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Russia 2018: Is this Africa’s time?

Egypt, returning to the Mundial for the first time since 1990, will be the first African team in action when they confront Uruguay on Friday as the 2018 FIFA World Cup began in Russia on Thursday, 14th June.

The last African match at the World Cup was Algeria’s ouster to Germany at the Round of 16 on June 30, 2014. France had earlier that day sent the Super Eagles of Nigeria packing, falling to two un-replied goals by Paul Pogba and Captain Joseph Yobo, who scored against his own team.

No African country has ever reached the semi-finals of the FIFA World Cup since its first edition in 1930.The pain of 2010 is still fresh on African minds, eight years down the line. With the World Cup party hosted on African soil for the very first time, many thought Africa would emulate Asia, who hosted the mundial for the first time in 2002 and broke their jinx, with South Korea getting to the semi-finals.

And it almost turned out right, with one penalty kick from Ghanaian striker, Asamoah Gyan, separating Ghana and Africa from a semi-final place (after Uruguay’s Luis Suarez had committed a foul, stopping a goal-bound header from Dominic Adiya with his hands, and getting sent-off in the process). But the Ghanaian skipper missed it, and his team lost the resultant penalty shoot-out.

Egypt became the first African team to participate in the World Cup in 1934 in Italy, and bowed out without a win. Africa went on to record its first victory in the FIFA World Cup 44 years later, in 1978, when Tunisia defeated Mexico 3-1.

Morocco advanced to the Round of 16, taking Africa to that stage for the first time in 1986. They had recorded two draws against Poland and England, but went on to beat Portugal 3-1 in the last group match. They would go on to lose 0-1 to West Germany in the second round.

In 1990, Cameroon got to the quarter-finals for the first time, after Roger Milla scored two extra-time goals against Colombia in the Round of 16. The Indomitable Lions would go no further than that, losing 2-3 to England at extra time.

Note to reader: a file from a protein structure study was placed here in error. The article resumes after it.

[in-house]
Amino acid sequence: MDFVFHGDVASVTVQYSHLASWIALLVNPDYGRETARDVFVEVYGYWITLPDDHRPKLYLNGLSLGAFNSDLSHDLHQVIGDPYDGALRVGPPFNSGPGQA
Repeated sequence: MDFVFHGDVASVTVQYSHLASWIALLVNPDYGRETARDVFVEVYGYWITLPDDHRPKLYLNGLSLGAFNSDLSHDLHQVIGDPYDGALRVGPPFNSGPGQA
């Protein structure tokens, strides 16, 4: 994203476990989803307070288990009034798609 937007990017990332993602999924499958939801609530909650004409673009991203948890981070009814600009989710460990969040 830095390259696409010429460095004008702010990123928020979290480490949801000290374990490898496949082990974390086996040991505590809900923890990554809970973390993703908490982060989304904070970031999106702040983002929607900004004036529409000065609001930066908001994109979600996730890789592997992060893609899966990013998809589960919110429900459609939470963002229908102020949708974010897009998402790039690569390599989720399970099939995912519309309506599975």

Senegal also got to the quarter-finals in 2002, but fell to a golden goal by Turkey in extra time. They had a good outing at the finals which included a shock 1-0 victory over defending champions France in the opening match and a golden-goal win against Sweden in the second round.

Nigeria and Algeria however have the Round of 16 as their best outing so far at the FIFA World Cup, with Algeria falling short to Germany in 2014, and the Super Eagles failing on three attempts in 1994, 1998 and 2014, to qualify for the quarter-finals. They lost to Italy, Denmark and France respectively.

With five teams representing Africa in 2018, one wonders whether luck will shine on Africa, taking the continent to the last four for the first time ever.

There is a possibility of two African countries meeting at the Round of 16 or quarter-finals. Egypt, the most successful national team on the African continent, Morocco, who won every match in their qualifiers without conceding a goal, and Nigeria, who make a sixth appearance at the finals, are in Groups, A, B and D respectively. Tunisia, returnees after their last outing in 2006 and Senegal, who makes their second appearance at the World Cup finals, have their slots in Groups G and H respectively. Given that anything is possible in football, two of these sides can meet in the first two knockout stages, and victory can guarantee a place in the semi-finals for the first time.

It should however be recalled that in 1998, Morocco, Cameroon, South Africa and Nigeria were in Groups A, B, C, and D respectively with only Nigeria advancing to the Round of 16 (following Tunisia’s ouster from Group G).

In 2002, Senegal and South Africa were in Groups A and B respectively, with Cameroon, Nigeria and Tunisia camped in Groups E, F and H. Only Senegal scaled the group stage, and got to the quarter-finals.

In 2006, Cote d’Ivoire and Angola were in Groups C and D respectively. Ghana, Togo and Tunisia were in Groups E, G and H. Only the Black Stars of Ghana made it to the Round of 16, and fell to Brazil.

In 2010, with six African teams in the competition, Ghana alone got to the quarter-finals.

And in 2014, Cameroon and Cote d’Ivoire got Groups A and C, and Nigeria, Ghana and Algeria were camped in Groups F, G and H.  The Super Eagles of Nigeria and Desert Foxes of Algeria got to the second round, and crashed out there.

So the arithmetic of a possible meeting based on the group they have found themselves may not visible, seeing that these groups also have the presence Uruguay, Portugal, Spain, Argentina and Belgium.

Africa however hopes luck will shine this time, 88 years after the first edition.



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